From the Hand to the Finger
Reading 'In the Swarm' by Byung-Chul Han © 2017 Massachusetts Institute of Technology
by Samuel Johns and Adrian Petrice
This is the third article in a short series (of four), unpacking the major themes of Byung-Chul Han’s book
As shown in our previous article in this series, the digital medium knows little about the old habits of limit, distance, silence, posture and contemplation. It promotes instant, un-mediated presence, constant optimisation of our digital persona and over-involvement to the point of exhaustion and lose of meaning.
Han continues to build his case, squaring in on the smartphone and the role of the image, in an epoch he now defines as “post-political” and “post-metaphysical” (or post-meaning). Han writes: “the time of the digital is a post-natal and post-mortal era. Bare life – that is, life that is to be prolonged at any cost – knows neither birth nor death”. The handless, finger of Homo Digitalis – of the human being of the future – will not be associated with action. Rather, in a society where “the smooth is the signature” of our age ('Saving Beauty', Han, 2018), a tendency towards hyper-positivity steers clear of everything that offers resistance.
In so doing, it is doing away with action itself.
Where the digital realm provides no material resistance that can’t be surmounted by work – or rather the monetisation and finances afforded by work – Han suggests that work itself, in fact, approaches play. More and more, work resembles a game. A corporate game of snakes and ladders. A strategic game of monetised Monopoly. A winner-takes-all game of promotions and pay-rises and ever-increasing appetites. Yet even this tendency towards the ludic and playfulness is tinged by the performance principle. Han argues that in post-industrial societies this “turns it back into labour”. He continues:
“the digital age is a time not of leisure, but of performance and achievement”. (Han)
In this view, playing the game amounts to yoking oneself to the compulsion to perform optimally and to achieve maximally.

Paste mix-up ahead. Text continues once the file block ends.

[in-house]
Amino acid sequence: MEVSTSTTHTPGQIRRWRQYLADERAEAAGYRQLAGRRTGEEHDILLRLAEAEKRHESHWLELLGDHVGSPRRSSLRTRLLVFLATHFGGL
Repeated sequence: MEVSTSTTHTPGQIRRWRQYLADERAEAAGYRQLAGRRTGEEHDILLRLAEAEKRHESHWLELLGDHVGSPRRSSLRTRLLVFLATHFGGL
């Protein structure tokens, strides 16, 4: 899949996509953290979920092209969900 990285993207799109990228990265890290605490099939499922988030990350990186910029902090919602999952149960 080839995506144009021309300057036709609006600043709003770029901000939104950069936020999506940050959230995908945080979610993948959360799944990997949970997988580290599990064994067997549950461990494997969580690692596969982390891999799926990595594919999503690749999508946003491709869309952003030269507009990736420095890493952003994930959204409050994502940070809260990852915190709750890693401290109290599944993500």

Why does he draw attention, then, to this transition from the hand to the finger?
For Byung-Chul Han, the word digital points to the finger (digitus in Latin). Above all, the finger counts. Digital culture is based on the counting finger – the vote, the swipe, the tap, the like, the quantifiable action. In contrast, history means recounting. It is not a matter of counting, which represents nothing more than a post-historical category. Neither information nor tweets nor swarms of a post-political age yield a whole account, or a fluent narrative. A timeline, for instance, does not recount the story of a life either; it provides no biography and no context. Timelines (as used by Facebook and other social media platforms) are additive, not narrative.
Digital man [sic] uses his finger, his digit, to interact with the world. Either he is always counting and calculating, or else he is always being counted and calculated. The digital world absolutizes numbers, and accountancy, and all forms of counting. More than anything, friends on Facebook are counted, followers on YouTube are calculated, and impressions on Twitter or “eyeballs targeted” on Instagram are accounted for. Yet real friendship, and real followers, and real impressions, and real people form an account, a narrative. They are not calculable.
Consider the smartphone. A global market that has grown by a billion users in the last 5 years, accounting for 49% global penetration, it is an icon of our age, of connection, and of sociability. The smartphone promises more freedom, but it radiates a fatal compulsion—the compulsion to communicate. Now, an almost obsessive, compulsive relationship to digital devices prevails. On average, iPhone users consult their phones 2,617 times per day. Here, too, freedom is switching over into compulsion and constraint. Because of their mobility, they make possible exploitation that proves even more efficient by transforming every space into a workplace—and all time into working hours. The freedom of movement is switching over into a fatal compulsion to work everywhere. Even affection and attachments are counted and accounted for, in this new system of addition.
The narrative dimension is losing meaning on a global scale, as today, everything is rendered countable. What is quantifiable is measurable. And what is measurable can be transformed into the language of performance and efficiency. As such, whatever resists being counted ceases to be.
Homo digitalis' entire identity is shaped by counting: how other people rate him, how many followers, how many likes, how much impact, output, money, and the list goes on, as long as one cant count and rate, be counted and rated.
The individual becomes a function of the rating system of the digital swarm. That pushes him to become his own public image manager, tweaking every aspect of his online appearance: his identity, underpinned by his online presence becomes one of his most significant projects.
More on this in 'From Subject to Project', our final article in this series. Coming soon.